The inside cover of my wife’s grandfather’s pocket Bible, his constant companion as a merchant marine serving in the military during WWII:
When you get to a page like this, keep reading. What follows is even better. It’s far better than the previous page describes as “A Sacred Token.”
Howard Zoet signed the cover page on March 26, 1942. He read the Bible often because he loved the God of revealed in its pages more than life itself. Grandpa Zoet was changed as he read and responded. No mere “sacred token” here.
Happy Labor Day weekend. Thanks for reading.
Ever left reading a so-called “Christian” book feeling empty? It happens to me all the time. Even as a new Christian 15 years ago I was almost shocked how sappy and substance-less the market was for books branded to help Christians grow. Whenever a solid book comes along, combining substance and style, I take heart. (There’s a false dichotomy separating those two, as if to be faithful and true we cannot be compelling? Or to be creative we must become soft on the true message?) I’m convinced that for us to have substantial lives we need to be challenged with solid truth and not just palatable platitudes. Please, no more easy-believism.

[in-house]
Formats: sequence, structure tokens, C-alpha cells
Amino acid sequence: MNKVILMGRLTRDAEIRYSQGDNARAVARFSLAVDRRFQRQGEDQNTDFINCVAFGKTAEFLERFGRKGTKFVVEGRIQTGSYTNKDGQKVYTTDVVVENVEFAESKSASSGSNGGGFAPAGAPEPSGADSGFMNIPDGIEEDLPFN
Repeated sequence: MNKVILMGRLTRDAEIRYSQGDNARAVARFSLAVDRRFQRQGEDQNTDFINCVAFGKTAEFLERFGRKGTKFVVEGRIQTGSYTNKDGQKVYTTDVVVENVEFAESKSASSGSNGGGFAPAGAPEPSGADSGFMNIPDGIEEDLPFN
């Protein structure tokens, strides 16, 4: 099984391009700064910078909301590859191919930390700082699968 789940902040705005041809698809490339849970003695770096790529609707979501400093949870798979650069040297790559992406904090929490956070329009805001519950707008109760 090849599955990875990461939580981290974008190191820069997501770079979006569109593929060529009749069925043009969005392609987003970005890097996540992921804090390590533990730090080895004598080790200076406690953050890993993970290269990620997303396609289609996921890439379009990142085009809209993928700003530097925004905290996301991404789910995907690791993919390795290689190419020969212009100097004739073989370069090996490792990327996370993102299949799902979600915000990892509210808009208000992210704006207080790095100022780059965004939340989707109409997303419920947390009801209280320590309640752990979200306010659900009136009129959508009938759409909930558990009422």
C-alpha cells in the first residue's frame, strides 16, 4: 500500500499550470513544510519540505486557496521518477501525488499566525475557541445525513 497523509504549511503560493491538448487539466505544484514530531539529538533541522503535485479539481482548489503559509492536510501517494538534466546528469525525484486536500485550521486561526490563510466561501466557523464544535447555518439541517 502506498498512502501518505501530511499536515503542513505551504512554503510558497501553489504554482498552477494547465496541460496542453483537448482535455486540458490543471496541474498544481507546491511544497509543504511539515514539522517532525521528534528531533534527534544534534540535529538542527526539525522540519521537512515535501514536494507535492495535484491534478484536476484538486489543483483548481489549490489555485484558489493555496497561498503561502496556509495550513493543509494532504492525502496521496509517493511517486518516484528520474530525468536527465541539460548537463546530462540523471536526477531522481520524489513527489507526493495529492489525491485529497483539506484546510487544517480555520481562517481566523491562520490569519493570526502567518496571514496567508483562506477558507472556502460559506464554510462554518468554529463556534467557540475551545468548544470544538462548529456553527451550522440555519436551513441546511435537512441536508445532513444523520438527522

I was invited to participate in a blog tour for the new book, Route 66: A Crash Course in Navigating Life with the Bible, by Krish Kandiah. Here’s my review provided freely in response.
Buckle up, we have quite the adventure ahead. The subtitle of Krish Kandiah’s latest work Route 66 [paperback|kindle] summarizes the intent well: “a crash course in navigating life with the Bible.” Oftentimes the driving metaphors used in Bible summaries are such a far reach that it’s painfully obvious the message has morphed to fit into a new mold. Route 66 employs the metaphor of a touring a highway, navigating life with a guide in hand (Route 66 here in the States; think of the winding road in the Pixar animated CARS if that helps). Why 66? That’s the number of books in our English Bible.
What makes this book unique is the author is not content to try to fit God in the glovebox. He is not in the car along for the ride with us. He is in the driver’s seat, showing us the way. Unfortunately that’s rare in popular level Christian writing. Encouraged by the opening pages I grabbed my keys and began down the road optimistic about what lay ahead. Continue reading